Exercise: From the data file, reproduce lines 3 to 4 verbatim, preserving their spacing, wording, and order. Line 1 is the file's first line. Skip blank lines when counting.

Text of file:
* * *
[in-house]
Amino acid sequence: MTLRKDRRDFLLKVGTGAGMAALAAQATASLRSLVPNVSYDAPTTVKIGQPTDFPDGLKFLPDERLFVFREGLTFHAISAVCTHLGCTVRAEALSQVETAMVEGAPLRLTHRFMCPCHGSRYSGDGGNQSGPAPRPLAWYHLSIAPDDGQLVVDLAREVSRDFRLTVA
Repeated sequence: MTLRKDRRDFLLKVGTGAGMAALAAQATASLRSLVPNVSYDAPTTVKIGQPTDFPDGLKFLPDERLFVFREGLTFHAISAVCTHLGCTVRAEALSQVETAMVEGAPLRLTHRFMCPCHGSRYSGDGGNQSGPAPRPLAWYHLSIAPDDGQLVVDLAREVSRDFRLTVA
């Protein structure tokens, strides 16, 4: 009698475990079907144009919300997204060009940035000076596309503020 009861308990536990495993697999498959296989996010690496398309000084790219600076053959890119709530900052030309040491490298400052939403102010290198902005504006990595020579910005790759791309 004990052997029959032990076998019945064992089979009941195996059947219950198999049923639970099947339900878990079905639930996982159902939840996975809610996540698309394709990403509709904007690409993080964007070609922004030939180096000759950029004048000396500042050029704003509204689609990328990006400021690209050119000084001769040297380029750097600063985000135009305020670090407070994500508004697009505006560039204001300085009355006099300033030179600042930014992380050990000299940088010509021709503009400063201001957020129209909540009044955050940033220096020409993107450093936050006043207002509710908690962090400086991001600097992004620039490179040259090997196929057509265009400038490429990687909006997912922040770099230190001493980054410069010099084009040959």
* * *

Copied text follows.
Repeated sequence: MTLRKDRRDFLLKVGTGAGMAALAAQATASLRSLVPNVSYDAPTTVKIGQPTDFPDGLKFLPDERLFVFREGLTFHAISAVCTHLGCTVRAEALSQVETAMVEGAPLRLTHRFMCPCHGSRYSGDGGNQSGPAPRPLAWYHLSIAPDDGQLVVDLAREVSRDFRLTVA
């Protein structure tokens, strides 16, 4: 009698475990079907144009919300997204060009940035000076596309503020 009861308990536990495993697999498959296989996010690496398309000084790219600076053959890119709530900052030309040491490298400052939403102010290198902005504006990595020579910005790759791309 004990052997029959032990076998019945064992089979009941195996059947219950198999049923639970099947339900878990079905639930996982159902939840996975809610996540698309394709990403509709904007690409993080964007070609922004030939180096000759950029004048000396500042050029704003509204689609990328990006400021690209050119000084001769040297380029750097600063985000135009305020670090407070994500508004697009505006560039204001300085009355006099300033030179600042930014992380050990000299940088010509021709503009400063201001957020129209909540009044955050940033220096020409993107450093936050006043207002509710908690962090400086991001600097992004620039490179040259090997196929057509265009400038490429990687909006997912922040770099230190001493980054410069010099084009040959």